- CDPs are built to handle multiple data points from a large number of sources, meaning the potential for replicated or lost data is slim. On the other hand, CRMs collect individually-entered data that can get lost or mislabeled if not handled correctly.
David Raab, founder of the CDP Institute, explains the distinction between CDPs and Data Management Platforms (DMPs) best: “CDPs work with both anonymous and known individuals, storing ‘personally identifiable information’ such as names, postal addresses, email addresses, and phone numbers, while DMPs work with almost exclusively with anonymous entities such as cookies, devices, and IP addresses.”
- CDPs influence all types of marketing, whereas DMPs mainly influence advertising to better target ads and reach audiences.
- CDPs collect mostly first-party data (direct from the source), whereas DMPs collect mostly third-party data (through data providers, managers, and services).
- CDPs reflect personalized, specific customer identifiers (like name, email address, and customer ID), whereas DMPs reflect anonymous customer identifiers (like cookies, etc.)
- CDPs retain data over a long period of time to build in-depth, accurate customer profiles and nurture relationships, whereas DMPs retain data for a short period of time to target ads and build lookalike audiences.
Whew … there are a lot of acronyms in the world of marketing, aren’t there? I hope we’ve helped you keep them all straight. Now, let’s dive deeper into why you might consider purchasing a CDP for your organization.
CDPs improve your organization, better your customer relationships, and complement your current software and marketing efforts. Here are a handful of key benefits of having a CDP.
CDPs Avoid Data Silos
Data silos refer to data that is available to one department but isolated from the rest of an organization. They occur when businesses scale too quickly to sufficiently share data or when technology can’t keep up. Silos aren’t good to have — they create a less collaborative environment, slow the pace and productivity of your organization, and threaten the accuracy of your customer profile data.
Good news: CDPs can help your organization avoid data silos. By unifying your customer data and your employees, you can be confident your data is accurate and accessible by all.
CDPs Collect Data Directly from Your Audience
There’s lots of data floating around out there. How can you be confident it’s accurate? By gathering first-party data — data directly from your customers, site visitors, social media followers, and subscribers. This is the very best type of data to collect and use to inspire marketing decisions because it comes straight from your audience.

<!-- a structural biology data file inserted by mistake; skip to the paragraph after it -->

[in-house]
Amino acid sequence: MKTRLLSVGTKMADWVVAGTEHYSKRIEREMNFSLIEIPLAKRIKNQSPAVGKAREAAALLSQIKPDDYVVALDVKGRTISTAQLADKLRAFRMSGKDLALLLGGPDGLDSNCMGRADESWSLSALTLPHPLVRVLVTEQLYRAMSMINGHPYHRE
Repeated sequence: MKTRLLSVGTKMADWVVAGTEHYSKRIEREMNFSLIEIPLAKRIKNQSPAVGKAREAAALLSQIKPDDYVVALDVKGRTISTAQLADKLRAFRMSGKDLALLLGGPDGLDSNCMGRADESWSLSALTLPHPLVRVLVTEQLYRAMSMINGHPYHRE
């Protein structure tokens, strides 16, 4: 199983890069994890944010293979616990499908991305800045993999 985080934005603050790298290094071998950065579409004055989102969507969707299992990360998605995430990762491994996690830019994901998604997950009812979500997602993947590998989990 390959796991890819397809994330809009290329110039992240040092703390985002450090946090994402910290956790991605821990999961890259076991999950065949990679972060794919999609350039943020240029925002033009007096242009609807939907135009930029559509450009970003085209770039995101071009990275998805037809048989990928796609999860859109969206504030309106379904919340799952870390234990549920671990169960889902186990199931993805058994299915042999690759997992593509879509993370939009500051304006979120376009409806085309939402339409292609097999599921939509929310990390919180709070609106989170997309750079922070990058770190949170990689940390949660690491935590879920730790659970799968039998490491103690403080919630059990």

CDPs are primarily focused on collecting first-party data through pixels and other tracking tools. In this way, you can always be confident your CDP reflects the most accurate audience information.
CDPs Help You Get to Know Your Customers
In order to enact customer-centered marketing, you must know your customers. Thankfully, CDPs build customer profiles in a way that help your organization get acquainted with each and every individual. The software can help inform customer behavioral analysis and construct identity graphs.
CDPs equip you to manage your customer relationships and market with your audience in mind, accurately and effectively.
CDPs Unify Cross-Channel Marketing Efforts
It’s likely your organization has multiple marketing efforts happening at once. It can take precious time and energy trying to communicate, share, and educate each other on the data you use for and collect from these efforts. That’s where CDPs come into play. CDPs unify multi- and cross-channel marketing efforts by supplying consolidated, accurate data. They also serve to collect and organize new data that may inspire other, ongoing marketing efforts.
Think a CDP may help your organization? We agree! There are many benefits to using a CDP to learn about and market to your customers. Here are a few reliable sources from which to pull some CDP software options to consider for your team.
- CDP Service Provider Directory by CDP Institute. This list features “firms that provide CDP-related consulting, implementation, agency service, data, and technology.” Some of these companies are also CDP Institute Partners.
- The Best Customer Data Platform (CDP) Software Rankings by G2 Crowd. Like many of G2’s unbiased review pages, you can filter the results by the size of your organization and star rating. You can also sort the results by satisfaction, popularity, and G2 Score.
- The Best Customer Data Platform Software Rankings by Capterra. Capterra provides a variety of filter options to help you narrow down your CDP options, including pricing, popular features, users, and deployment.
Customer Data = Customer-Driven Marketing
Without customers, you wouldn’t have a business. They truly belong at the center of all that we do, especially our marketing … and in order to place them front and center, we need real, raw customer data.
Customer Data Platforms deliver the immediacy, accuracy, and unity that we need to keep aligning our organizations, inspiring our marketing, and engaging our customers. Check out the CDP software options above to take your marketing to the next level.
Originally published Mar 12, 2019 7:30:00 AM, updated March 12 2019